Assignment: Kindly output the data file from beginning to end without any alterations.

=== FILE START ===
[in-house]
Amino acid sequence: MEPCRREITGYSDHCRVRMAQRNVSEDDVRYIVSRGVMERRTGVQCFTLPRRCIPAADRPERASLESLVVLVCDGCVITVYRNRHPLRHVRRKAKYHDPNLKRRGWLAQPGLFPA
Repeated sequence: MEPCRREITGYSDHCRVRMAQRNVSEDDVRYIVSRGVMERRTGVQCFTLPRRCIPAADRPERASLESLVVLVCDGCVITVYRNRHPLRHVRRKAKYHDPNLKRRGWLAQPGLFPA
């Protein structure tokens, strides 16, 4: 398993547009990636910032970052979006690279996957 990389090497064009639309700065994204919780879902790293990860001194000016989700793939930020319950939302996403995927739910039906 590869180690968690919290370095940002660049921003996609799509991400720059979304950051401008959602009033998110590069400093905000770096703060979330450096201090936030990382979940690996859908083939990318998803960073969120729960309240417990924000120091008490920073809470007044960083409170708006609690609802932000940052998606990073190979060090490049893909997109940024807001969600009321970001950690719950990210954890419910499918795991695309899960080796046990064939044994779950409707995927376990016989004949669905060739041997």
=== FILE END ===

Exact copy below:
[in-house]
Amino acid sequence: MEPCRREITGYSDHCRVRMAQRNVSEDDVRYIVSRGVMERRTGVQCFTLPRRCIPAADRPERASLESLVVLVCDGCVITVYRNRHPLRHVRRKAKYHDPNLKRRGWLAQPGLFPA
Repeated sequence: MEPCRREITGYSDHCRVRMAQRNVSEDDVRYIVSRGVMERRTGVQCFTLPRRCIPAADRPERASLESLVVLVCDGCVITVYRNRHPLRHVRRKAKYHDPNLKRRGWLAQPGLFPA
């Protein structure tokens, strides 16, 4: 398993547009990636910032970052979006690279996957 990389090497064009639309700065994204919780879902790293990860001194000016989700793939930020319950939302996403995927739910039906 590869180690968690919290370095940002660049921003996609799509991400720059979304950051401008959602009033998110590069400093905000770096703060979330450096201090936030990382979940690996859908083939990318998803960073969120729960309240417990924000120091008490920073809470007044960083409170708006609690609802932000940052998606990073190979060090490049893909997109940024807001969600009321970001950690719950990210954890419910499918795991695309899960080796046990064939044994779950409707995927376990016989004949669905060739041997």